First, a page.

Pro Chat: Lisa Andersen

Before Lisa Andersen the only girls on the beach were the thong-sporting, surfer boy-stalking kind. But she soon changed that, ripping it up in the water, winning four straight world titles before injury intervened and blazing a trail for this whole new generation of women surfers. We caught up with her at last week’s Roxy Pro

Interview by Sam Haddad, photos by Roxy

What was it like to be a surfer in the 90s?
It wasn’t as glamorous as it is now. I guess you could say it was really hard to gain respect from the males as they were like your heroes and inspiration but it was so important for me to get the respect from those guys, as women’s surfing didn’t have it. The girls obviously have it now so they’re not thinking that way. It was intense back in the 90s, I didn’t have a lot of friends I guess, but it’s different now the girls are so much fun.

When you were in the water back then you were often the only girl out. Did that ever make you not want to surf?
No I felt more comfortable being the only girl and just hanging with the guys. I felt more relaxed and they were nice, the boys always took me under their wing and took care of me. I was very lucky.

So it was easier for you than for some of the other girls?
Yeah but it’s give and take. You’ve got to take a lot of crap to fit in and for the guys to accept you, but some of the girls would be like “This guy’s a jerk!” but you know sometimes people are jerks, whatever, they’ll like you more if you accept them for that. Sometimes I took a lot of abuse from the surfers but it paid off as it just made me stronger and then you realise, “Oh yeah they’re not so bad, they’re just guys.”

Did it not annoy the other guys if people were calling you into waves?
No all the guys were pretty much on the same programme but some of the girls were jealous at times. I felt like saying you could have this respect too it’s up to you, but girls are girls, stubborn and set in their ways. I had brothers and I had it rough at home so I was used to it. I was never the girlie girl but then a lot of the girls weren’t girlie girls back then. Now they are and that’s hilarious. I mean they’re carrying leather purses [handbags] rather than rucksacks down to the beach now, and wearing make up and tights. It’s great, it’s fantastic.

How does the 15-year old scruffy tomboy surfer fit into that scene?
They probably think it’s cool. Things are so fashion forward these days and the girls make you feel comfortable in the skin that you’re in. They’re all different and they all hang out together. It’s competitive in the surf but it’s friendship on the beach. They’re dancing and singing and going shopping for shoes, it’s classic.

In the 90s did you have to wear guys’ wetsuits?
Yeah it was hard, I was wearing guys’ board shorts and t-shirts, I didn’t know how to dress. Maritxu [Darrigrand – Roxy Europe legend] used to always help me pick things out for the parties. I hated wearing dresses and I hated photo shoots.

How did Roxy first come about?
It happened on the North Shore, Hawaii, where Bob McKnight [co-founder of Quiksilver] saw these Hawaiian girl boogie boarders and surfers wearing guys’ shorts but rolled up around their waist with bikinis on and it looked kinda sexy. That’s where the idea came from – let’s make board shorts for girls. There was nothing like it at the time.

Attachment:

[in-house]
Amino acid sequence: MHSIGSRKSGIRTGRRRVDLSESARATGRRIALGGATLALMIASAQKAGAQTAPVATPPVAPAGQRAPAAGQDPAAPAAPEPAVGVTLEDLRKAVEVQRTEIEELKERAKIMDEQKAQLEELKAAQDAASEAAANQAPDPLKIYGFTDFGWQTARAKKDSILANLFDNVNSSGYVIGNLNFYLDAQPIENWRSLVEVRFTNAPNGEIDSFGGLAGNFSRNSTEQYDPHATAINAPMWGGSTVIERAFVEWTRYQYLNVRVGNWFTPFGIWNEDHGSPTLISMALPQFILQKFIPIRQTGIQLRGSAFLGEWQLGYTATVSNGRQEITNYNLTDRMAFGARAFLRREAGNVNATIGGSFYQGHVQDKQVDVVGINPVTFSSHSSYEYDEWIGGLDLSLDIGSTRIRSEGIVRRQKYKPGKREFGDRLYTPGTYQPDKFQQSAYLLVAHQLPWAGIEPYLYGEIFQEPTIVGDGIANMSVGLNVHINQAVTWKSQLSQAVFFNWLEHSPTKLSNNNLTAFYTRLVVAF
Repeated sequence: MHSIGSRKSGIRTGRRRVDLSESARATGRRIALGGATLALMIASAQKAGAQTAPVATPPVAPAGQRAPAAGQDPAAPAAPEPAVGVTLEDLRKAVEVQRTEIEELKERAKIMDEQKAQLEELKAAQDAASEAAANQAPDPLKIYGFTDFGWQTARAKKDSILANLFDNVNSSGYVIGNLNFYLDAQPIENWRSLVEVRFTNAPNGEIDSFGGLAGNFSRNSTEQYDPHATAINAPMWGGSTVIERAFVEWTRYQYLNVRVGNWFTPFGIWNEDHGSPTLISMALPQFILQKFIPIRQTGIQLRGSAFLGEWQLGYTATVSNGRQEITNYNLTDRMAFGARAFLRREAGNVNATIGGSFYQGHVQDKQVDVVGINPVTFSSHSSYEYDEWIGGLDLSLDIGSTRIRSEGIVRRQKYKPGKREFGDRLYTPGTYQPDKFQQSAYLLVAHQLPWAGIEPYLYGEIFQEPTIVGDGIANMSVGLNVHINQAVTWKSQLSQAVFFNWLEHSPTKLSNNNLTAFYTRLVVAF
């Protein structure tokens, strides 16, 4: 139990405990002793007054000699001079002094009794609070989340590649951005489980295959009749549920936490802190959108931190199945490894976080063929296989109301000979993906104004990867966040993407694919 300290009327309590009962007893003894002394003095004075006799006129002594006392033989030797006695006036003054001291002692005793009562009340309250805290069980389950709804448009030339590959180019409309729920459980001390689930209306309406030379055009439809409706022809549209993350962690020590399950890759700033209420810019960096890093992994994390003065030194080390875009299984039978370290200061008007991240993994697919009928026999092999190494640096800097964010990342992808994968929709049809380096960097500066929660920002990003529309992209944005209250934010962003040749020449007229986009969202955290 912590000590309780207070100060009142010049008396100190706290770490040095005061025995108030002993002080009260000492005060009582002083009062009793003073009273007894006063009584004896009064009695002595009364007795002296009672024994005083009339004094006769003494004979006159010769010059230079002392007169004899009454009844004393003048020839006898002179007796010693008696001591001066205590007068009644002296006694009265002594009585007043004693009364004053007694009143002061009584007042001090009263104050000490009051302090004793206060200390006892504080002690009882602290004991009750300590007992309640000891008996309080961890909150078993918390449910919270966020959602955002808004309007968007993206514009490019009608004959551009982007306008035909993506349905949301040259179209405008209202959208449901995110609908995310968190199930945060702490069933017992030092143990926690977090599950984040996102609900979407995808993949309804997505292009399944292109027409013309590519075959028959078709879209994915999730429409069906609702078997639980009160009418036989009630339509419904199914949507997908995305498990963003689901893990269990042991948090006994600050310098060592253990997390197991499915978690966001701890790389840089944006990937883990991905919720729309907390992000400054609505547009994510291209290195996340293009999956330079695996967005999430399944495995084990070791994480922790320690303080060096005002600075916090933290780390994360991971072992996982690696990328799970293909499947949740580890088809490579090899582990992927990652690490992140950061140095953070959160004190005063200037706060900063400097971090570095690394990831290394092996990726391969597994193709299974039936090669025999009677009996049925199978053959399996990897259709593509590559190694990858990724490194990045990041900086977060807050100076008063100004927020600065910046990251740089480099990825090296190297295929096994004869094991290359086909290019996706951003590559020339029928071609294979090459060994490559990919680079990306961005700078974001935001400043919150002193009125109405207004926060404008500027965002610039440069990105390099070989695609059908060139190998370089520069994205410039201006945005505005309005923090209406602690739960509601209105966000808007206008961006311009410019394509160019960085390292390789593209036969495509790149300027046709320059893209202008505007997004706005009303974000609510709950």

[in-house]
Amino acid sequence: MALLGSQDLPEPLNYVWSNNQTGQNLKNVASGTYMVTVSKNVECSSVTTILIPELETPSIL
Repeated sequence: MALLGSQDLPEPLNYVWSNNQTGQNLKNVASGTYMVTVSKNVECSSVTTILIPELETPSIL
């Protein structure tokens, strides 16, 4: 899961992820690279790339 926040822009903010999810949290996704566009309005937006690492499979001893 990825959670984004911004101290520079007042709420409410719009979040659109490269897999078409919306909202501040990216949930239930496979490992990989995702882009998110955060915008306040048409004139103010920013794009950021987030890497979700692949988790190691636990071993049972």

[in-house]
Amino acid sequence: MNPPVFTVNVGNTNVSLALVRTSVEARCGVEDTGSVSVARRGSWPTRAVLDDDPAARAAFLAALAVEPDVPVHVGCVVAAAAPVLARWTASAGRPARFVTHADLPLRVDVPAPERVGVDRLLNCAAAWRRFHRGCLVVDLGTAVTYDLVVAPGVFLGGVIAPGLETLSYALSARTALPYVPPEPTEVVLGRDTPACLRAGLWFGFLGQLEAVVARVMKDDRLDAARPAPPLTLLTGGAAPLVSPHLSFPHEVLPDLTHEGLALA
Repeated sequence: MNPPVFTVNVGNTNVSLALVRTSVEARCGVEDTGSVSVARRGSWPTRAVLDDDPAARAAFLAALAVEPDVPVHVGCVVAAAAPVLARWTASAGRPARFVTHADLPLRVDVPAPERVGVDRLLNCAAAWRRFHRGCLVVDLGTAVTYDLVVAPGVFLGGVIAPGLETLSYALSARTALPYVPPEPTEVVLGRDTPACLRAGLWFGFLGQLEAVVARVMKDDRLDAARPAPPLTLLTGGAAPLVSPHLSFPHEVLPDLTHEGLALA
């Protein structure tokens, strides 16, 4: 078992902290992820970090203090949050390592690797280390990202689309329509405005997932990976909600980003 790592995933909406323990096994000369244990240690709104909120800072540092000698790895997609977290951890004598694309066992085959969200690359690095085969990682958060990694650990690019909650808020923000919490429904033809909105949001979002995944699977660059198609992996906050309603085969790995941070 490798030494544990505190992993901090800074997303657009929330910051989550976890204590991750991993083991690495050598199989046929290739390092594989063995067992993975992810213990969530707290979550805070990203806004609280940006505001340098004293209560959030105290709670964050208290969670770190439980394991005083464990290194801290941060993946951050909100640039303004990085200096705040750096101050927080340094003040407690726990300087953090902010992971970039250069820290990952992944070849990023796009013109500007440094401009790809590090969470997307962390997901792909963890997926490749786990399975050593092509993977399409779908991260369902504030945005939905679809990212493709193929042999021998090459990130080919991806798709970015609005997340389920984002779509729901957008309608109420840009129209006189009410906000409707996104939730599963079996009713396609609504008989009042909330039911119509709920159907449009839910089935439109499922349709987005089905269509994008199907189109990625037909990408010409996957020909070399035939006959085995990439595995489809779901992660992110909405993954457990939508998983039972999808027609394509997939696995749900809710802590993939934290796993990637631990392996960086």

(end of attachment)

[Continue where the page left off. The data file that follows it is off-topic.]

I’d just got sponsored by Quiksilver, wearing guys’ stuff, so it was perfect. I was like ok I’ll be the pin up model. They did an ad with Kelly [Slater] in a tube on one side and the other side me standing on the beach in these trunks and that’s how it went.

When girls started having their own product did you notice a lot more girl surfers in the water?
Absolutely, it was instant. Plus there were a couple of surf films at the time and surf camps. The young kids got into it and from that point on they’re in love.

And these are the really good girls we’re seeing on the ASP tour now?
Yeah the Roxy boomers, haha. Carissa Moore, Coco Ho… all these girls got in the water really young.

What do you think about the Surfing magazine article that said female pro surfers today are washed up by 21?
Steph Gilmore has four world titles at 23, and it’s like everyone’s forgotten about her. It’s mind boggling and crazy. She’s got another 20 years. [Steph went on to win the Roxy Pro two days later]

Do you think the ASP tour needs more world-class breaks so we can see the likes of Carissa Moore surf perfect waves?
Who wouldn’t want to see girls like that on perfect waves, as the surfing level would rise even more? But a comp is a comp, ask any of those girls and they want to win, it doesn’t matter where they’re surfing, if there’s a wave they’ll kill it. I’ve been to Fiji and it can be flat there too.

Could you imagine future contests in wave pools?
I think it would be interesting to see if someone could create that kind of quality surf in an arena, where people could just buy a ticket and come in and watch it. It sounds like a fantasy but it could totally happen.

Do you think surfing would lose something at such an event?
No because there is always the ocean, you could always have one or two events in pools for people who don’t get to see or ride waves normally, say if they live in the middle of the country. It could bring surfing to millions of people.

Lisa Andersen is a Roxy ambassador

And for even more insight into this surfing legend, check out this clip from backstage the Roxy Pro:

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